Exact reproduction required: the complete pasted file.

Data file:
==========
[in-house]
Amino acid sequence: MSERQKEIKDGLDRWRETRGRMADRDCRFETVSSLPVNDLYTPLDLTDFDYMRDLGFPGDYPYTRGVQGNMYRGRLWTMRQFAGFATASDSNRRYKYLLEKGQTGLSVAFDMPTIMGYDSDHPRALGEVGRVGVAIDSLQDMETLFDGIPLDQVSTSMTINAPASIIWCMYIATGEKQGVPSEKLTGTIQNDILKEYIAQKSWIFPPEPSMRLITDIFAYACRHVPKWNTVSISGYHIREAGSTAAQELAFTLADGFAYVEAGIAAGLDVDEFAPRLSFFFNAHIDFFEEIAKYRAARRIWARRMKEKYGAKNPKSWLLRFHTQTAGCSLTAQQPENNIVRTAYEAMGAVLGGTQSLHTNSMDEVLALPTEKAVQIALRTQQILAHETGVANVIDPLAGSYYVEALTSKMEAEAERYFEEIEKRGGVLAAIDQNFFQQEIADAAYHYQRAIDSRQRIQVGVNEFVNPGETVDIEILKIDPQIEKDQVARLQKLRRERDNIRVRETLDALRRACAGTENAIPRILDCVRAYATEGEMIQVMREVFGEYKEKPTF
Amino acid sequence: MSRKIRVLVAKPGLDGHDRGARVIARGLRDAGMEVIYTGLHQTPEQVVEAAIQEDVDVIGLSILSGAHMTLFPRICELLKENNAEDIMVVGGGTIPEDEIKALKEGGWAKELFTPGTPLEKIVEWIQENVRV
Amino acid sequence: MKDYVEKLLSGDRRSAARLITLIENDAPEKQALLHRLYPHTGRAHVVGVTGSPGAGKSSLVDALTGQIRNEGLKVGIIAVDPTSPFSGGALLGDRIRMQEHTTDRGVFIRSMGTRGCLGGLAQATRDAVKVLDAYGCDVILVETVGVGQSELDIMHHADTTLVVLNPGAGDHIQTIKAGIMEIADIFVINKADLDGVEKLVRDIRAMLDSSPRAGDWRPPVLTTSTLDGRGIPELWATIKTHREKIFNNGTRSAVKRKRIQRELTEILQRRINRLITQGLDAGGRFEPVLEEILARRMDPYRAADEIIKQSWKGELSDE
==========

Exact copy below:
[in-house]
Amino acid sequence: MSERQKEIKDGLDRWRETRGRMADRDCRFETVSSLPVNDLYTPLDLTDFDYMRDLGFPGDYPYTRGVQGNMYRGRLWTMRQFAGFATASDSNRRYKYLLEKGQTGLSVAFDMPTIMGYDSDHPRALGEVGRVGVAIDSLQDMETLFDGIPLDQVSTSMTINAPASIIWCMYIATGEKQGVPSEKLTGTIQNDILKEYIAQKSWIFPPEPSMRLITDIFAYACRHVPKWNTVSISGYHIREAGSTAAQELAFTLADGFAYVEAGIAAGLDVDEFAPRLSFFFNAHIDFFEEIAKYRAARRIWARRMKEKYGAKNPKSWLLRFHTQTAGCSLTAQQPENNIVRTAYEAMGAVLGGTQSLHTNSMDEVLALPTEKAVQIALRTQQILAHETGVANVIDPLAGSYYVEALTSKMEAEAERYFEEIEKRGGVLAAIDQNFFQQEIADAAYHYQRAIDSRQRIQVGVNEFVNPGETVDIEILKIDPQIEKDQVARLQKLRRERDNIRVRETLDALRRACAGTENAIPRILDCVRAYATEGEMIQVMREVFGEYKEKPTF
Amino acid sequence: MSRKIRVLVAKPGLDGHDRGARVIARGLRDAGMEVIYTGLHQTPEQVVEAAIQEDVDVIGLSILSGAHMTLFPRICELLKENNAEDIMVVGGGTIPEDEIKALKEGGWAKELFTPGTPLEKIVEWIQENVRV
Amino acid sequence: MKDYVEKLLSGDRRSAARLITLIENDAPEKQALLHRLYPHTGRAHVVGVTGSPGAGKSSLVDALTGQIRNEGLKVGIIAVDPTSPFSGGALLGDRIRMQEHTTDRGVFIRSMGTRGCLGGLAQATRDAVKVLDAYGCDVILVETVGVGQSELDIMHHADTTLVVLNPGAGDHIQTIKAGIMEIADIFVINKADLDGVEKLVRDIRAMLDSSPRAGDWRPPVLTTSTLDGRGIPELWATIKTHREKIFNNGTRSAVKRKRIQRELTEILQRRINRLITQGLDAGGRFEPVLEEILARRMDPYRAADEIIKQSWKGELSDE